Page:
On both fronts, coalition forces have taken combat casualties but it is the British who have suffered tragic loss of pilots from accidents and friendly fire. Iraqi resistance has come from small groups of local guerrillas stiffened by fidayeen and Republican Guards who have engaged troops from built-up areas or simply ambushed coalition detachments, unable to keep up with the main force and in some cases, simply lost in the desert.
This could just be the trailer for the bitter battles planned by the 35,000 strong Republican Guard nearer Baghdad. The operational picture that is emerging is covered by the fog of war. There is just one main mechanised column approaching Baghdad. By the time it reaches the outskirts of the city or contacts the 'two steel rings of defences' around the capital and is able to establish a fire base, it would have become a spent force. Fresh infantry, more tanks and guns would be needed to neutralise the resistance on the periphery.
The preparation for battle will require softening up of Iraqi defences and this can be a protracted affair. At least two other if not three thrusts will have to be launched to close on to the city from different directions. A northern front by airborne forces has to happen in the next few days. Fighting in built-up areas is the dread of any attacking force. The battle for Baghdad in some ways may be reminiscent of the multi-directional race for Dacca by the Indian Army in 1971.
Fortunately a barrage of leaflets, psychological warfare and secret communication with the Pakistan military leaders (all this is happening in Iraq) and the Mukti Bahini, led to the surrender of Dacca in 13 days after the start of the war. The decision to go for Baghdad if everything else fails will not be an easy one and will inevitably be bloody and brutal. It will reflect the US' newfound willingness to commit its own forces into battle after 9/11. The outcome of the war and the battle for Baghdad is, as coalition forces commander, General Tommy Franks says, not in doubt. But at what cost?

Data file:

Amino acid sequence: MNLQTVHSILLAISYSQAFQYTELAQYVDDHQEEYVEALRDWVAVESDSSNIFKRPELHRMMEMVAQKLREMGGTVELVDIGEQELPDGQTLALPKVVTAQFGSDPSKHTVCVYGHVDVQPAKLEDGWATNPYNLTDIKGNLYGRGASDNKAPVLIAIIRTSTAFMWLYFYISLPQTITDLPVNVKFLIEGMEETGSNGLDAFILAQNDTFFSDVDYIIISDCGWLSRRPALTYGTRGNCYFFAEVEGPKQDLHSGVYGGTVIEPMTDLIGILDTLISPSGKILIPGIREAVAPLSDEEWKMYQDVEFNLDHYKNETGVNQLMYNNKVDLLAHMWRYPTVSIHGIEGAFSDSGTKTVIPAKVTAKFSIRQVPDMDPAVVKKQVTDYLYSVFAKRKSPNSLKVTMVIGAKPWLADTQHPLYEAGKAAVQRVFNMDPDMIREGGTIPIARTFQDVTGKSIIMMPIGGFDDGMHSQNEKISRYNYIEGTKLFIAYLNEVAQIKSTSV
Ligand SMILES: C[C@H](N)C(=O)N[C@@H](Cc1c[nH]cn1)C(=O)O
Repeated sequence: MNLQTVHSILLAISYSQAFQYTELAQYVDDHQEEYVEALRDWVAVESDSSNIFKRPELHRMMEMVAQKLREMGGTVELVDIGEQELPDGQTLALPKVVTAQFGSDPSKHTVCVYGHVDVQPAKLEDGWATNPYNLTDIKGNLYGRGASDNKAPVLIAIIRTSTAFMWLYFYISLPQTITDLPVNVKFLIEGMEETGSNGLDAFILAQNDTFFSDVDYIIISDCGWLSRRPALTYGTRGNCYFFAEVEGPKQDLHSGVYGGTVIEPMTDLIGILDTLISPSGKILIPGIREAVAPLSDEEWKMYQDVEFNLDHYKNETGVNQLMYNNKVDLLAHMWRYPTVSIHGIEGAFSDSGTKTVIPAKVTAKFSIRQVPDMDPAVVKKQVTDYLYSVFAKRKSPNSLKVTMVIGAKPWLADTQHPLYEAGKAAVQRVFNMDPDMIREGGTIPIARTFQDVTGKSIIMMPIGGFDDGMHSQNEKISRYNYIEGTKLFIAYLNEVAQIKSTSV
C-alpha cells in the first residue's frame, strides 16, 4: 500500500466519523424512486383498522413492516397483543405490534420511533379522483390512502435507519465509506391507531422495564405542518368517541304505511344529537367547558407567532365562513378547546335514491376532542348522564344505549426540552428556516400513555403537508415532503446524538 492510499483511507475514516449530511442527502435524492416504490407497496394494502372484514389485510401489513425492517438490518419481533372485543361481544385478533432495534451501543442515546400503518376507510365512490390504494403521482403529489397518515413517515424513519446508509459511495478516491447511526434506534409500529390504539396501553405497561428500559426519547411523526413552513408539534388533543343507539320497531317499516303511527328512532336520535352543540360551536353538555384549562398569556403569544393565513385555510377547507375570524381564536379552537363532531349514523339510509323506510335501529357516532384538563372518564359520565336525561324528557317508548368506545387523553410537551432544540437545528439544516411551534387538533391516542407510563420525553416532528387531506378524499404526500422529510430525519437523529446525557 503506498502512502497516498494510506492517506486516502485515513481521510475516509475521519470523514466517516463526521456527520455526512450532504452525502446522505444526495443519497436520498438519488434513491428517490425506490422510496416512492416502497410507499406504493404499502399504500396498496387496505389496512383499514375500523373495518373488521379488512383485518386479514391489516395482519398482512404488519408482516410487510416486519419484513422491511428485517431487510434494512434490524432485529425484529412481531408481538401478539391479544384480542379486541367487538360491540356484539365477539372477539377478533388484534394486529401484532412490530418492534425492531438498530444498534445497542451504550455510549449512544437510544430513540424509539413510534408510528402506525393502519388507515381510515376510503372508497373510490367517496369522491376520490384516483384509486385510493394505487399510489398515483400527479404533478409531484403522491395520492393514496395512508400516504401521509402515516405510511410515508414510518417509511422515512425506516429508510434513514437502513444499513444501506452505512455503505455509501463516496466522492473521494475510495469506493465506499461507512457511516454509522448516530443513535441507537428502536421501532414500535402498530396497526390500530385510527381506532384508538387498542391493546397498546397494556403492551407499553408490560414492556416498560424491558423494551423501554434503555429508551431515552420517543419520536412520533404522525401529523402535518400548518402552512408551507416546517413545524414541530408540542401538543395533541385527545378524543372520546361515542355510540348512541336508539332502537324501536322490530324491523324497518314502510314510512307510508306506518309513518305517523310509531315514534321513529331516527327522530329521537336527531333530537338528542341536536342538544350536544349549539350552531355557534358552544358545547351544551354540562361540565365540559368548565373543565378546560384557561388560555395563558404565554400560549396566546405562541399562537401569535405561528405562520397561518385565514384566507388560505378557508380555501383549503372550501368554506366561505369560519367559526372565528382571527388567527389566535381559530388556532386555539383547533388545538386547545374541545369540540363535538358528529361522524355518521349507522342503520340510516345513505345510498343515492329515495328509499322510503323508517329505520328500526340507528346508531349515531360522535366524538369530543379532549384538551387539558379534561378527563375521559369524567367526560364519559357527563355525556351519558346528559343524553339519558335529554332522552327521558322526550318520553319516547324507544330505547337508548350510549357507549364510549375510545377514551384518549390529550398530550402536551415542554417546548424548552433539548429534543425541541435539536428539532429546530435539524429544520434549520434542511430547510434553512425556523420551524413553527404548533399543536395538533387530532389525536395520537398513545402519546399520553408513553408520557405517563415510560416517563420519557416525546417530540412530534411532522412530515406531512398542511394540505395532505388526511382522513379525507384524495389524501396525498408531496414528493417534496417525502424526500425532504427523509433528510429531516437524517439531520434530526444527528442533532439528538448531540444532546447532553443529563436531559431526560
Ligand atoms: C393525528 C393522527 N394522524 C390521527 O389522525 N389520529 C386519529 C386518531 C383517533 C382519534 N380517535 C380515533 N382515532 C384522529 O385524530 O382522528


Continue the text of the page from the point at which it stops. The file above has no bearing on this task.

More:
The danger now is if there are another couple of ambushes, accidents and downing of helicopters by Iraqi ground fire, the coalition forces may lose their cool and abandon the Rumsfeld doctrine of minimum force and surgical strikes and instead flatten the Republican Guard defences with Daisy Cutters and other superheavy bombs with enormous collateral damage and civilian casualties.
Already there are reports of a humanitarian disaster in the making in and around Basra which is without water and electricity. Clearly Operation Iraqi Freedom has got stalled but President George Bush says -- and perhaps rightly -- 'the war has just begun.' Given the Iraqi strategy of deploying stay-behind parties of fidayeen it will be unwise for coalition forces to bypass too many nodal centres in a deep thrust towards Baghdad.
Unless Umm Qasr and Basra are cleared, which can take a long time, the entire relief and humanitarian effort will be unable to take off. Basra is known to have stiff pockets of resistance and several missiles are being fired periodically against Kuwait. The Patriot missiles have so far intercepted most of the Iraqi missiles while many have gone off course.
The war is being reported extensively -- and differently -- by so-called 'embedded' and unattached journalists. A picture has emerged from both sides. On Iraqi and Al Jazeera television as well as other electronic media there is a competing and contradictory surfeit of information.
While the images are unlimited, analysis and assessments are lacking. Such is the war that no one is able to bridge the gap between truth and fiction. The crystal ball today is still showing a short war, three weeks long. But who knows? A deal may still be struck with Saddam and his sons to leave Iraq in order to avoid the bloodshed in Baghdad.
Major General (retd) Ashok K Mehta